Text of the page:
For a librarian, Libby Albers sure loves aquifers. Before becoming the director of Hesston Public Library in south central Kansas, Albers worked in water and environmental resources management. She still maintains a passion for water in her current work. When asked how water affects her job at the library, she laughs and points at the fish tank in the lobby. But then she pulls a fossilized horse tooth off a shelf—she found it beachcombing in the surface waters downstream from the Equus Beds Aquifer, so named because of horse fossils like the one she delicately holds.
Water does affect Albers’ work at the library, just as it affects everyone in Hesston (and, by extension, Kansas). Sometimes, it’s in small reminders—the Hesston Public Library is one of three in the state where patrons can check out a fishing pole.
Sometimes, water’s impact on library work is accidental, like when the water main out front had to be replaced, a symptom of the aging water infrastructure of both small towns and large cities across the country.
Hesston’s water usage is primarily municipal, and it draws almost all its water from the Equus Beds Aquifer. About 24 percent of the aquifer is used for residential purposes, while 13% goes to industry and 50 percent goes to irrigation. The Equus Beds, begin just north of Wichita and stretch north and west to include Hutchinson and McPherson. It serves the most residential customers of Kansas’s aquifers.
The challenge, according to Albers, lies in how to make aquifer preservation and care seem like a pressing issue for a Hesston, Wichita, or Hutchinson resident who can twist a knob and make clean water come out for cheap any time, day or night, drought or flood. However, Kansas aquifers in general are depleted faster than they’re recharged, and some estimates have aquifers in the state reaching a crisis point by the 2060s.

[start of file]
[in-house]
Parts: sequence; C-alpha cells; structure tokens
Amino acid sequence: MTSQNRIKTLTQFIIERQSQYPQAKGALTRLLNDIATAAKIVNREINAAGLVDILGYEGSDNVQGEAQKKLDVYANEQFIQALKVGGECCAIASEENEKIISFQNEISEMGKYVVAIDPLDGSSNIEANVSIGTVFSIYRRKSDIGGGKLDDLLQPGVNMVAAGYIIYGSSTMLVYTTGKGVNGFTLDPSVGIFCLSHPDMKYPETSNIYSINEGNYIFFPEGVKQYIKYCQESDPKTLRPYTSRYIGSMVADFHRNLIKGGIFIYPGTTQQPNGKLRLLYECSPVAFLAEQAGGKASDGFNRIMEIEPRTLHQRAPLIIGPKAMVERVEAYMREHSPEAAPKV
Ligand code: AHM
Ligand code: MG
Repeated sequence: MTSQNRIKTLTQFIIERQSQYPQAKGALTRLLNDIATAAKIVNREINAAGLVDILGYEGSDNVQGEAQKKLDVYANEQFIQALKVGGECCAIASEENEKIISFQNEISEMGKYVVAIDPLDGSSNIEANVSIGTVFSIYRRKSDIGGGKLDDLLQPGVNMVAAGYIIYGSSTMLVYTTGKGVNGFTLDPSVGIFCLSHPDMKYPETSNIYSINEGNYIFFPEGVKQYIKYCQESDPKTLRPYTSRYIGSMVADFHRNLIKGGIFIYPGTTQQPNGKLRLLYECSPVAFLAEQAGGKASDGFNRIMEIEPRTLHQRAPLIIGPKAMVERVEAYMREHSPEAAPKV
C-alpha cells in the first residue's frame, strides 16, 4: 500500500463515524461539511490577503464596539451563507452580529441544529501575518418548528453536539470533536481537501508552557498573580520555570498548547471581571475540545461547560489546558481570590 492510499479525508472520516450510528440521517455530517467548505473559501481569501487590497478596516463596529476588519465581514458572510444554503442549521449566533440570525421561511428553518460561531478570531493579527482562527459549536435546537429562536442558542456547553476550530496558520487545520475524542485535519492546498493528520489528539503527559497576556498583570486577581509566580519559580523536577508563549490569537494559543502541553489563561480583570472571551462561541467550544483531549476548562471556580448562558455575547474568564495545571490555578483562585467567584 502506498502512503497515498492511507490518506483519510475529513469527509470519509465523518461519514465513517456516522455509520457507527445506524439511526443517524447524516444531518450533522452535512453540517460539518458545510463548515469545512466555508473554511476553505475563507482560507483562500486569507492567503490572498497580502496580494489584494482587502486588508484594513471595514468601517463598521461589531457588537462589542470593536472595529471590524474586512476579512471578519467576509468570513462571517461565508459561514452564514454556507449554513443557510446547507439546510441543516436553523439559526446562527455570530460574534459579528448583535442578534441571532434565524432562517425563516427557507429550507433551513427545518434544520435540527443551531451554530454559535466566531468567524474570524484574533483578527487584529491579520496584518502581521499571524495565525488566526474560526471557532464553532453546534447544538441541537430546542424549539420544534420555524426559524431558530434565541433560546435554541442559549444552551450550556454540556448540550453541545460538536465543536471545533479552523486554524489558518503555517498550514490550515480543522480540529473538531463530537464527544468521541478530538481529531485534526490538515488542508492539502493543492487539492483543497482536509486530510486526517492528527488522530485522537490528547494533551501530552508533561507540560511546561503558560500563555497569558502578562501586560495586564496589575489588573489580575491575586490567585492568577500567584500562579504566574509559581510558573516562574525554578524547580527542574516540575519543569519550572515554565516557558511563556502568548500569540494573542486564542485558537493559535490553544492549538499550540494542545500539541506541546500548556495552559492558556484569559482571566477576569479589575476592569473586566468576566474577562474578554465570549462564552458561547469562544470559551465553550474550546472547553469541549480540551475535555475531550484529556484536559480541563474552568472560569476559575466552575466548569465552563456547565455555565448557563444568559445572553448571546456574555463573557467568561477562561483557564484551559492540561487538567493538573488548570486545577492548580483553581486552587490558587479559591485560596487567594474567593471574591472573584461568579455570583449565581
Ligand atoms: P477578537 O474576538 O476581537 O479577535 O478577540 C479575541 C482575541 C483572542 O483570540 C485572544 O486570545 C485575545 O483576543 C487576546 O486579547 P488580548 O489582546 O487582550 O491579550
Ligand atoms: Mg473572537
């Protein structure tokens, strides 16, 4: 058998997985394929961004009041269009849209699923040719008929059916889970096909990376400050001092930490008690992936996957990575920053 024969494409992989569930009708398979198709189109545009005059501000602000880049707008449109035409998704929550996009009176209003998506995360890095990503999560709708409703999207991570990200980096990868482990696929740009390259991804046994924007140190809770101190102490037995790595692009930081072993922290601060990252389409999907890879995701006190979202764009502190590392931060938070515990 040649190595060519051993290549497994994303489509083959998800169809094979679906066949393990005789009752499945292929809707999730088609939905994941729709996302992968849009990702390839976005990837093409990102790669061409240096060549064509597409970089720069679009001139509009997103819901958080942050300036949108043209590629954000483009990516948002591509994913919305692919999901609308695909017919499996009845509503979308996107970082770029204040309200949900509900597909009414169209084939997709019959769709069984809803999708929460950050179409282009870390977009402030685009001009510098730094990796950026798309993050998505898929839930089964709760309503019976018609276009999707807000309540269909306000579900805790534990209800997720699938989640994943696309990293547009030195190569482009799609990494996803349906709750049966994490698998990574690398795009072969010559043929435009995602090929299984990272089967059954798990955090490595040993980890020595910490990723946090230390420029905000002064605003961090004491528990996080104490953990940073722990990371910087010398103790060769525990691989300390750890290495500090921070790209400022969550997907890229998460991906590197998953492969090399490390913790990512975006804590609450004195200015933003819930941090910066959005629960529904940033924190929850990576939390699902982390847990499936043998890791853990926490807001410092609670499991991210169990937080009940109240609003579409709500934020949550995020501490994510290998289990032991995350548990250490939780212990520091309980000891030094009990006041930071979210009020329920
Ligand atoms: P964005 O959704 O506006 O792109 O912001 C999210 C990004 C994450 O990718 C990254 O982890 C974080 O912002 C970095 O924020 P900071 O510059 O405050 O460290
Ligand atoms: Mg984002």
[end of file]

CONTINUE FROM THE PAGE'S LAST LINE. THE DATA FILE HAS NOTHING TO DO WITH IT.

Brad Guhr, education coordinator at nearby Dyck Arboretum of the Plains, recites a quote most often attributed to Mark Twain: “Whiskey is for drinking and water is for fighting over.” It’s funny, but the context is clear: If we don’t care for the aquifers, things could get ugly, political, or even violent. Guhr says so far we’ve been lucky. He explains, “Kansans for decades have utilized a seemingly endless supply of water to drink, to bathe, wash clothes, manage sewage, generate power, irrigate lawns, and grow crops. We give it little thought, we turn on the tap and it is there – clean, plentiful and inexpensive. A good first step to better aquifer stewardship is more awareness.”
To learn more about demands on the Equus Beds Aquifer, as well as other elements of Hesston’s water story, visit the Water/Ways Smithsonian Institution traveling exhibition, splashing into the Hesston Public Library from November 18 through December 31, 2017.